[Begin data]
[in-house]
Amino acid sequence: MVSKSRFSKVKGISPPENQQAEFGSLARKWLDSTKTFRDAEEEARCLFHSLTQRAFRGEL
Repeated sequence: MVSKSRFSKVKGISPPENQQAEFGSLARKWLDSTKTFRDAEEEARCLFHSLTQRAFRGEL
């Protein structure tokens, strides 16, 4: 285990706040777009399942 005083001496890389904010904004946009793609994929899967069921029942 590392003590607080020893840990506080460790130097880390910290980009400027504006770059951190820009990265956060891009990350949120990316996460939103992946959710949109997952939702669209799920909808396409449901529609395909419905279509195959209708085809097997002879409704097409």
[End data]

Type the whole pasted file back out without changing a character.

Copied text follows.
[in-house]
Amino acid sequence: MVSKSRFSKVKGISPPENQQAEFGSLARKWLDSTKTFRDAEEEARCLFHSLTQRAFRGEL
Repeated sequence: MVSKSRFSKVKGISPPENQQAEFGSLARKWLDSTKTFRDAEEEARCLFHSLTQRAFRGEL
């Protein structure tokens, strides 16, 4: 285990706040777009399942 005083001496890389904010904004946009793609994929899967069921029942 590392003590607080020893840990506080460790130097880390910290980009400027504006770059951190820009990265956060891009990350949120990316996460939103992946959710949109997952939702669209799920909808396409449901529609395909419905279509195959209708085809097997002879409704097409």